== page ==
The US bishops voted overwhelmingly to approve a formal statement on pornography at their general meeting in Baltimore this week.
The 2015 version of political responsibility document, Forming Consciences for Faithful Citizenship passed by 210-21 voted with 5 abstentions, and a separate vote on the statement's introductory note passed 217-16 with two abstentions; two-thirds of diocesan bishops, or 181 votes, were needed for passage.
It reflects on long-held concerns related to abortion and the needs of poor people. It also references emerging issues related to court decisions on same-sex marriage, public policies that affect religious freedom, and a rising concern for the environment as climate change affects more people around the world.
Questions came from five bishops who said that the document does not adequately address poverty, as Pope Francis has asked the church to do.
The most vocal critic was Bishop Robert W. McElroy of San Diego, who said he was concerned that because poverty and the environment did not receive the same priority as abortion and euthanasia, that some people "outside of this room" would "misuse" the document and claim other issues did not carry the same moral weight.
"It does not take into account that Pope Francis has rapidly transformed the prioritization of Catholic social teaching and its elements, not the truth of them, not the substance of them, but the prioritisation of them," Bishop McElroy said.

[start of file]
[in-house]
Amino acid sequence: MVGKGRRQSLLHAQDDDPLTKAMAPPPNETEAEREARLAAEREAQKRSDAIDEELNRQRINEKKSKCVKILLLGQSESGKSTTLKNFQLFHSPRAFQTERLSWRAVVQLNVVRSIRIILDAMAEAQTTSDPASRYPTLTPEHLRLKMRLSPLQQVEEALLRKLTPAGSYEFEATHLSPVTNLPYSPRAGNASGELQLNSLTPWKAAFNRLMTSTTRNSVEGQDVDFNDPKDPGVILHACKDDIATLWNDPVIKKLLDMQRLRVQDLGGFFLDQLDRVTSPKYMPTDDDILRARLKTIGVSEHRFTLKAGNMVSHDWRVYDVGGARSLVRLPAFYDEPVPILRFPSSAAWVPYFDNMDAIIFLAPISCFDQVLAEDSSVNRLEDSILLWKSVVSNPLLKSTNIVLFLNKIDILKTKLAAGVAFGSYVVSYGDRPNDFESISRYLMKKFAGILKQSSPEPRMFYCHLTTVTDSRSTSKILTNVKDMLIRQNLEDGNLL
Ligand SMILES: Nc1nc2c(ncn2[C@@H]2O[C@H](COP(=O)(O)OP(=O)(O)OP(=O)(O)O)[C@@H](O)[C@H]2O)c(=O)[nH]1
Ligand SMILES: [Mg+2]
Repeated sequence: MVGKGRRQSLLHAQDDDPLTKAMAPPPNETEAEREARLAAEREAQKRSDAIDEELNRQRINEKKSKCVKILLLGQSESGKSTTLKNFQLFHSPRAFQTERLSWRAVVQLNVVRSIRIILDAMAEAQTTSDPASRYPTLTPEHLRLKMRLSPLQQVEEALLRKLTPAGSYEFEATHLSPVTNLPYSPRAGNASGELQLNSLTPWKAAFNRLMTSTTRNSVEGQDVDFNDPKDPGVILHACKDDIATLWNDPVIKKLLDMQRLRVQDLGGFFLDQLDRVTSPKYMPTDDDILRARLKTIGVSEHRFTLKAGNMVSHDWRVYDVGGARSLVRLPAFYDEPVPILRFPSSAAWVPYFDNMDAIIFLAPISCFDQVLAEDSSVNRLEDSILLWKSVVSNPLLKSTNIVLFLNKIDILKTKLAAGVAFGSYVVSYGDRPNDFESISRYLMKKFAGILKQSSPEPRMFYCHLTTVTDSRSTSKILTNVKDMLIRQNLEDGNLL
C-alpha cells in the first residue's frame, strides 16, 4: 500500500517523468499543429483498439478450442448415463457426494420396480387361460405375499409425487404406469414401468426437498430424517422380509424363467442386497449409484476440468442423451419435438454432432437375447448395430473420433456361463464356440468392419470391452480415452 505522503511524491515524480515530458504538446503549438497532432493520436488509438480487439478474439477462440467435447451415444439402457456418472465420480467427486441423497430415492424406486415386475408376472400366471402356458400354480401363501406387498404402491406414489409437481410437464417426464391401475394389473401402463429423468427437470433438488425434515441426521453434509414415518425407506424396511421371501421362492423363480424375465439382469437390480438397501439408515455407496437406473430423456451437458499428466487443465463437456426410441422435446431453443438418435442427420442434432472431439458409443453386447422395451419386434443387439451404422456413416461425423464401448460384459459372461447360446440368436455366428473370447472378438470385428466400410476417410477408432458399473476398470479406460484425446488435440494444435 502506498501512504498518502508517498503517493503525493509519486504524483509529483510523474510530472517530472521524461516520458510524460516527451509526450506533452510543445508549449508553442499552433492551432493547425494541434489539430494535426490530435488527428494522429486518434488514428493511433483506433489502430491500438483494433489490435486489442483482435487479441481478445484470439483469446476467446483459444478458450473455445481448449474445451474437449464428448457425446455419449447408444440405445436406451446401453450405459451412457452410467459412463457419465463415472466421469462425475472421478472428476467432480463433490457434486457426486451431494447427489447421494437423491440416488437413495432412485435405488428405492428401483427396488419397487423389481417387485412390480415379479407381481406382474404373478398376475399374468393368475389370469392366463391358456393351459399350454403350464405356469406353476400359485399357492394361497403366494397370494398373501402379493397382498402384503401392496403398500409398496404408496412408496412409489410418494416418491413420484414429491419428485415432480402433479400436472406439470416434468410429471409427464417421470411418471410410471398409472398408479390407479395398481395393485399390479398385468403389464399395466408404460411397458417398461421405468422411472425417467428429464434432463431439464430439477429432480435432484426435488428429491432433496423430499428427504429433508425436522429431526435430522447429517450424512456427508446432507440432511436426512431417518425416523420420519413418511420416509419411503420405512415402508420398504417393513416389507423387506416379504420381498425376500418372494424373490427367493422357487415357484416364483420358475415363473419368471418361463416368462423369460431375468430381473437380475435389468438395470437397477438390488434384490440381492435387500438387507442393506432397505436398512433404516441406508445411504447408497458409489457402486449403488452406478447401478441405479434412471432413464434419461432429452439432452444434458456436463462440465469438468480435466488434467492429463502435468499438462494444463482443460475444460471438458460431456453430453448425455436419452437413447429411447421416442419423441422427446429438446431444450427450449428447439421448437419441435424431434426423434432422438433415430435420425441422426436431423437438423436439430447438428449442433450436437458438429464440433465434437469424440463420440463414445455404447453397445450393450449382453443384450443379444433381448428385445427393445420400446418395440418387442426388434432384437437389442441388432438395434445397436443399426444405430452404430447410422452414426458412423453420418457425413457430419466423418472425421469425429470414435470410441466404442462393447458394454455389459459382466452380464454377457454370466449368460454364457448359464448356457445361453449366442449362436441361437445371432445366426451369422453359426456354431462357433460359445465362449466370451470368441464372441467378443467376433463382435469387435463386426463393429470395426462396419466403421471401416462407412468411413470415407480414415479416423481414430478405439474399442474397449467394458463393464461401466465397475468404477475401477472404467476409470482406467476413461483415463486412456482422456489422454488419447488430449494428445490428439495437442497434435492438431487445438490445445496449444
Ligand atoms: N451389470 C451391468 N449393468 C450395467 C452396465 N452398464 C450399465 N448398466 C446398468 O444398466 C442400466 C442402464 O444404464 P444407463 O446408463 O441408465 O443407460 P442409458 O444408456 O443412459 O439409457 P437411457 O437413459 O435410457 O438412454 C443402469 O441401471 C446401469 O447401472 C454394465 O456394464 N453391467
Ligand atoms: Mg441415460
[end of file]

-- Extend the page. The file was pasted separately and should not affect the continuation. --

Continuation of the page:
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The pornography statement, Create in Me a Clean Heart: A Pastoral Response to Pornography, declares that pornography is a "mortal sin" and urges Catholics to turn away from it. Approval of the statement came on a vote of 230-4 with one abstention, with 181 votes needed for passage.
Bishop Richard J. Malone (pictured above), of Buffalo, New York, chair of the bishops' Committee on Laity, Marriage, Family Life and Youth, described pornography as a "dark shadow in our world today".
He added that pornography is a "particularly sinister instance of consumption" where men, women and children are "consumed for the pleasure of others".
The bishops approved the revised priorities and plans for 2017-20 in a 233-4 vote on Tuesday. The plans emphasise their upcoming focus in five major areas: evangelisation, family and marriage, human life and dignity, religious freedom and vocations and ongoing formation.
Voting at the annual meeting of the US bishops conference in Baltimore this week has not gone entirely the way of the pro-Francis camp (PA)
The revised plans include the same headings but feature some different wording in the "emphasis areas," which provide more detailed explanations.
In comments on the floor, there were mixed views about the revised plans presented by Archbishop J. Peter Sartain of Seattle, chairman of the bishops' Committee on Priorities and Plans and US Conference of Catholic Bishops secretary, along with Archbishop Gregory M. Aymond of New Orleans, USCCB secretary-elect.
Archbishop Blase J. Cupich of Chicago said he was afraid the plans seemed "too self-referential" with their emphasis on advocacy for religious freedom and not enough emphasis on global poverty or immigration reform.
As part of a series of elections, the bishops chose for Archbishop Dennis M. Schnurr of Cincinnati as treasurer-elect. They also elected Mgr J. Brian Bransfield as the new general secretary; he has been associate general secretary for five years. He will succeed Mgr Ronny Jenkins, who has served two three-year terms.